In the Untied States, we go to the beach before Memorial Day, after Labor Day, on a weekday morning, or a weekday evening and one can usually find a beach to themselves. In Israel, you have some better options for any day of the year – separate beaches for men and women. Most split the hours or days when the beach is open to men and when the beach is open to women. This is not an exhaustive list – rather these are the ones I’ve been to or know enough about to comment in detail.
In no particular order . . .
The Ashdod beach is beautiful. There are large golden sand dunes and plenty of parking. As an American, I very much appreciate the parking lot. There is a fence on both sides of the separate beach and at the entrance in the rear are changing rooms, bathrooms, and water fountains. Outdoor showers and water are also on much of the beach. Due to currents / riptides this beach often has restrictions as to how far out you can go. When there are no restrictions, we actually found that just to the left of the separate area no one really walked because they’d reach the wall of the separate area and we were able to swim together as a family.
Men’s hours are Sunday, Tuesday, Thursday morning (until 1:30pm); Women’s hours are Monday, Wednesday, Friday mornings with the afternoons being the opposite. The beach is free. Kosher restaurants are about a mile’s drive away with Piscado being one of the best fish restaurants I’ve been to in my life.
Tel Aviv has a long stretch of beach and boardwalk with exercise equipment, large hotels, and some restaurants. Surrounded by jetties on both sides, and unfortunately not one of the nicest Tel Aviv beaches … but still plenty nice … is the separate swimming area in front of the Sheraton hotel. It’s right in the center of things in Tel Aviv which means for the frum community there’s not all that much to offer with seemingly a collection of yeshivish people around this beach area which is in front of a small park and not much else of interest. When I was there, due to rip tides one could only go out about three feet (one meter)! It seems rather excessive.
Hours are by day with men having Monday, Wednesday, and Friday; women having Sunday, Tuesday, and Thursday. The beach is free.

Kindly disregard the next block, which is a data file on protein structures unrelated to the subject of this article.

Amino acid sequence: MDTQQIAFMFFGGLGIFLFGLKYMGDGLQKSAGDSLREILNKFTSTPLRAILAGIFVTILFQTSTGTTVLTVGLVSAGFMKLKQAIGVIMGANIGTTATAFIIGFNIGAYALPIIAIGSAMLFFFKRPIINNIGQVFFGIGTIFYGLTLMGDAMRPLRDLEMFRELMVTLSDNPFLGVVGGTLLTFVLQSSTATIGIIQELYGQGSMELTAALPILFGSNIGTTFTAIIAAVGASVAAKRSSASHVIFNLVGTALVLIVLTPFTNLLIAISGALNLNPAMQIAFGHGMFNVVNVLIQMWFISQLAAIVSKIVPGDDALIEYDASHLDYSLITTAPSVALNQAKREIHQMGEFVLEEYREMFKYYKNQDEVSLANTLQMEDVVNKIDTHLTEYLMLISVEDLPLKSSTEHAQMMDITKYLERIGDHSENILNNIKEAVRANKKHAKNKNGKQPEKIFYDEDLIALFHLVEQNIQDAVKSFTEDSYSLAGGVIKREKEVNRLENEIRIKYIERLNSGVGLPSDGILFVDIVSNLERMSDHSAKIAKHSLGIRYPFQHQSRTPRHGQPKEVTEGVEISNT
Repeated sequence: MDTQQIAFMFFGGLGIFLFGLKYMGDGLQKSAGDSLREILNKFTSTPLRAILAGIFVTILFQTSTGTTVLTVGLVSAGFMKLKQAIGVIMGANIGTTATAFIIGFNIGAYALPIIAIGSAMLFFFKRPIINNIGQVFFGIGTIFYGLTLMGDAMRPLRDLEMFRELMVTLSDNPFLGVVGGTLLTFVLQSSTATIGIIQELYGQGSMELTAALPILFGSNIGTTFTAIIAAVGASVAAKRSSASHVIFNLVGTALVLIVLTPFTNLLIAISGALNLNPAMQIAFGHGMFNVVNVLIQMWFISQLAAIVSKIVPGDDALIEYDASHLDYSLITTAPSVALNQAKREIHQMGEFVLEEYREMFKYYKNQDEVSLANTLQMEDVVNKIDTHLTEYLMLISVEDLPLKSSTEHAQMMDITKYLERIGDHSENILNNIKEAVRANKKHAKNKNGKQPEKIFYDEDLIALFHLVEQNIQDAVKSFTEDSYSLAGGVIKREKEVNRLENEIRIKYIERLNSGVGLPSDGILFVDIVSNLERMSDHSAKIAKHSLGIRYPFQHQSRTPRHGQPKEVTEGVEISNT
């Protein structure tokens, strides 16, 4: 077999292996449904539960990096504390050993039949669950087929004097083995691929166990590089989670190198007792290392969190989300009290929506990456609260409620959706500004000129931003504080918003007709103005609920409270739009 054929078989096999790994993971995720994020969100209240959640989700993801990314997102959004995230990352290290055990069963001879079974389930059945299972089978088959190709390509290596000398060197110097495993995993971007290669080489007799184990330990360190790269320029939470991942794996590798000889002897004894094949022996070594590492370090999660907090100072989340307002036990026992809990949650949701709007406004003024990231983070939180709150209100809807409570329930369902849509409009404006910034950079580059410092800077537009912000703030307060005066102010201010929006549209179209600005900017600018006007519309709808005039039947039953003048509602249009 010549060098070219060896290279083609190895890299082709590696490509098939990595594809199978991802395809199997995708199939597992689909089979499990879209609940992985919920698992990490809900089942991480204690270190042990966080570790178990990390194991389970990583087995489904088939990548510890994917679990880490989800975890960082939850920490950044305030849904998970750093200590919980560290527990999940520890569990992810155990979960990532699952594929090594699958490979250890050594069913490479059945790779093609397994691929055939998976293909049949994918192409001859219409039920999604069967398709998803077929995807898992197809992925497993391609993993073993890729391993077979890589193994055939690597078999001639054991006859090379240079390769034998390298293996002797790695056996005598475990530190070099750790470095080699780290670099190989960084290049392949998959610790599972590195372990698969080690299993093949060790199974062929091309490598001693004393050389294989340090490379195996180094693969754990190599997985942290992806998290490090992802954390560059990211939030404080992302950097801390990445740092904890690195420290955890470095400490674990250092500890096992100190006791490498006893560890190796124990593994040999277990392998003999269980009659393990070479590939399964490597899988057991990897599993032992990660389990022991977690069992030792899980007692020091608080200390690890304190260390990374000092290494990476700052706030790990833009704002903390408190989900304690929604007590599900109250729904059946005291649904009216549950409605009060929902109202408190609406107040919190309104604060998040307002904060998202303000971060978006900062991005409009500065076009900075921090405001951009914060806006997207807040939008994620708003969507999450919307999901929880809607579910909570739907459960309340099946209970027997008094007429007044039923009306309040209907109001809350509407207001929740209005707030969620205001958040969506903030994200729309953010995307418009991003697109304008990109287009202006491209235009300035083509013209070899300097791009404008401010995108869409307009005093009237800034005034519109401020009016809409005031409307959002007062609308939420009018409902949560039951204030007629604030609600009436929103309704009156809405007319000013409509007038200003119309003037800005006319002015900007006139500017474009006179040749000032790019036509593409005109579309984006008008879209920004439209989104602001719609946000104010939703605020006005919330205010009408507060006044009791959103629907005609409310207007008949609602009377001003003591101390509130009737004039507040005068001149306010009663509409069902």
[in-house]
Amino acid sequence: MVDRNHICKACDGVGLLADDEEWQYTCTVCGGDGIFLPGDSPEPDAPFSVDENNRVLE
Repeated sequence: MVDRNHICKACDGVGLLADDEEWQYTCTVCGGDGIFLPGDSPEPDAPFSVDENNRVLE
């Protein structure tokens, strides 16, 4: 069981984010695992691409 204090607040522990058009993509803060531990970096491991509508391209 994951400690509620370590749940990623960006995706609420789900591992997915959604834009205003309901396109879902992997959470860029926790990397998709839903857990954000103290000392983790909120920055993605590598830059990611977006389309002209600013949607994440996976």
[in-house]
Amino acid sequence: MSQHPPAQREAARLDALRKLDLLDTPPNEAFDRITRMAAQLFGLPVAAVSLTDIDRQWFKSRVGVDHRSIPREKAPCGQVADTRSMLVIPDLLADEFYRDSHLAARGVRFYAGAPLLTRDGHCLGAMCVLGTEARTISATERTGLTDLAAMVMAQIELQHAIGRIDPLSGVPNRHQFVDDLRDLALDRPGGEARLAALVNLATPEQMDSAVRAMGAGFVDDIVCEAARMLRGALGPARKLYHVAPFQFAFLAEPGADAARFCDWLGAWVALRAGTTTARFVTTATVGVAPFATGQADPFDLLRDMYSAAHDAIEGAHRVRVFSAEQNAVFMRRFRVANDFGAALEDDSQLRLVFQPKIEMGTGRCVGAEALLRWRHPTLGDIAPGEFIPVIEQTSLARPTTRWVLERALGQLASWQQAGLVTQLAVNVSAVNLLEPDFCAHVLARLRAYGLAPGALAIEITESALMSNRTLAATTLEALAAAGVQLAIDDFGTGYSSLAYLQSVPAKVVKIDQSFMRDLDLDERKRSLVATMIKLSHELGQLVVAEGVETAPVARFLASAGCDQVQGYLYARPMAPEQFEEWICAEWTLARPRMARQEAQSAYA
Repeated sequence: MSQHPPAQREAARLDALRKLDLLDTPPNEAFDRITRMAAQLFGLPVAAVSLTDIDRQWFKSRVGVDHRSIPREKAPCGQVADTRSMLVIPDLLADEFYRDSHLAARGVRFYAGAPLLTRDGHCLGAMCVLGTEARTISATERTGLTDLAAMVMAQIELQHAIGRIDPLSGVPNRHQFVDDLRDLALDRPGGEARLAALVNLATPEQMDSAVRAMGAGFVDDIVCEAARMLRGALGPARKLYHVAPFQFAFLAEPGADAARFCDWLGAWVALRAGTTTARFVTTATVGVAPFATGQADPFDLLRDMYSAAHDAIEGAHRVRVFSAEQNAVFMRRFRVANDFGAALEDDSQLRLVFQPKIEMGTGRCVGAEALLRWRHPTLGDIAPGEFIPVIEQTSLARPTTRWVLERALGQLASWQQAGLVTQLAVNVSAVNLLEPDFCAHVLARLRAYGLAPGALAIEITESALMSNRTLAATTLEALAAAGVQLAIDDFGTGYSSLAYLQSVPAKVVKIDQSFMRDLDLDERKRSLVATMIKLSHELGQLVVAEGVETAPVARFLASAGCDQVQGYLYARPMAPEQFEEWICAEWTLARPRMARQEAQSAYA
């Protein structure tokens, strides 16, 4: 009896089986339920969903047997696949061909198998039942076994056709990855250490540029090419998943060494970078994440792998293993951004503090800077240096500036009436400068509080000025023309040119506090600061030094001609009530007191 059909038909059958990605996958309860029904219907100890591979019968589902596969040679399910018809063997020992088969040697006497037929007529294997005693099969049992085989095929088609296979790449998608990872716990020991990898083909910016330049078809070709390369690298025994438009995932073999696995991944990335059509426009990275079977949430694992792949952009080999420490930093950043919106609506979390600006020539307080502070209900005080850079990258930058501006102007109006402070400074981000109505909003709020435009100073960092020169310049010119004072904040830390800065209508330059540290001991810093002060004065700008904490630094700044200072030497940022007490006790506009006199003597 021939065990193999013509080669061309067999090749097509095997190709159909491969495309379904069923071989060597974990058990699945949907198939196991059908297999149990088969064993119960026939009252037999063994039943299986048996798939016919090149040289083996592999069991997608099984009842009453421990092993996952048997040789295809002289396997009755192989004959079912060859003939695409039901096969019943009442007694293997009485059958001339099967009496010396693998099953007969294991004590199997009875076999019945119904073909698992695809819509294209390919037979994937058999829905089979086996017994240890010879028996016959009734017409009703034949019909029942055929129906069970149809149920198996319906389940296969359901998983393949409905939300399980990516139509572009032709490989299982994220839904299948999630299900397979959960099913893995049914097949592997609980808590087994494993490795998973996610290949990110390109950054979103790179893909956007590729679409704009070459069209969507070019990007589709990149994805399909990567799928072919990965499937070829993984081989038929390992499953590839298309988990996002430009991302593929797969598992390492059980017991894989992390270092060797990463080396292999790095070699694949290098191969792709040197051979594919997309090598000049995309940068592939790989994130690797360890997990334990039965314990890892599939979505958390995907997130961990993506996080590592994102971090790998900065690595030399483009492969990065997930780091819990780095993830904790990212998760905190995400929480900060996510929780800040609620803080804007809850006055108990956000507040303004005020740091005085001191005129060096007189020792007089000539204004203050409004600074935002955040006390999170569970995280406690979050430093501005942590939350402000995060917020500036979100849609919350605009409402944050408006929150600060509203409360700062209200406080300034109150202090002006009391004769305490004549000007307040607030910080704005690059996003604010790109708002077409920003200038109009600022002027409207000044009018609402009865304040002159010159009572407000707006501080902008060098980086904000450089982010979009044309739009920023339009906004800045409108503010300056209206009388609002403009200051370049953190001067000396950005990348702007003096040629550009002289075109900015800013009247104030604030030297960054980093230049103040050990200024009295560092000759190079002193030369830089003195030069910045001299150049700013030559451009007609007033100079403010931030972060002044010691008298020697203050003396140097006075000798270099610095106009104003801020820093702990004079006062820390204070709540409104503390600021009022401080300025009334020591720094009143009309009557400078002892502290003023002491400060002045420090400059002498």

Netanya has the Kiryat Sanz beach near the Kiryat Sanz community. I intended to make it here but it didn’t quite happen. Hours mirror those of the Ashdod beach above.
Behind a private hotel (where you can get a room and kosher l’mehadrin food if you so desire) is a free and separate all hours beach with a mechitzah right down the middle on the north east part of the Kinneret, across the lake from Tiveria. This beach is a favorite with my kids – it’s fresh water, the entire family (men and women) can go in at once, and the water is calm and cool. It was 104 F outside when I was there but it was great in the Kinneret. (Sorry – Celsius is inferior for measuring air temperature – it’s designed around water’s freezing and boiling point but we live in air, not boiling water.)
The beach is free, open all hours, has plenty of parking, is across from a gas station should you need … and is bounded by large rocks on both sides. A mechitzah of rocks runs down the middle with a life guard stationed above. You can see from the men’s side to the women’s side when you’re in the water and vice versa though you’re separated so women still need to be tznious here. It’s half hour drive to Tiveria and a plethora of kosher restaurants or about 45 minutes to Tzvat.
Caesarea is of note because it’s not far from the highway and has the remains of a Roman aqueduct which is about 2,000 years old. There isn’t much to speak of in terms of showers and it’s not a separate beach, but it’s not a busy beach. If you’re looking for a spot in the water away from others, you can probably find it here especially during down hours. Plus, if you’re traveling along the coast, anywhere between Ashdod and Neharriya, it’s an easy stop along the way. Plus, you can see some ruins, etc.
Mishpacha magazine published a list a few years back with many more beaches – here’s the picture (until they ask me to take it down) – click for larger image:
You pick up some interesting Hebrew vocabulary depending on what you do in Israel. One you learn at the beach: Medusa. It’s their name for these really scary jellyfish that bite and hurt. You have to be wary of them in the early summer months … until after Tish B’av when every local will tell you they disappear as if they know it’s Tish B’Av and after that, no more pain.
Israeli beaches are wonderful! Being able to go any day of the year with separate beaches all over Israel is even better! Under the news headlines which are largely only about when people fight, you can find in so many Israeli communities beaches set aside for separate swimming for the Torah observant community. It’s really nice of these communities, some of which are otherwise very secular, to make accommodations so everyone can enjoy the beach and live and play next to each other.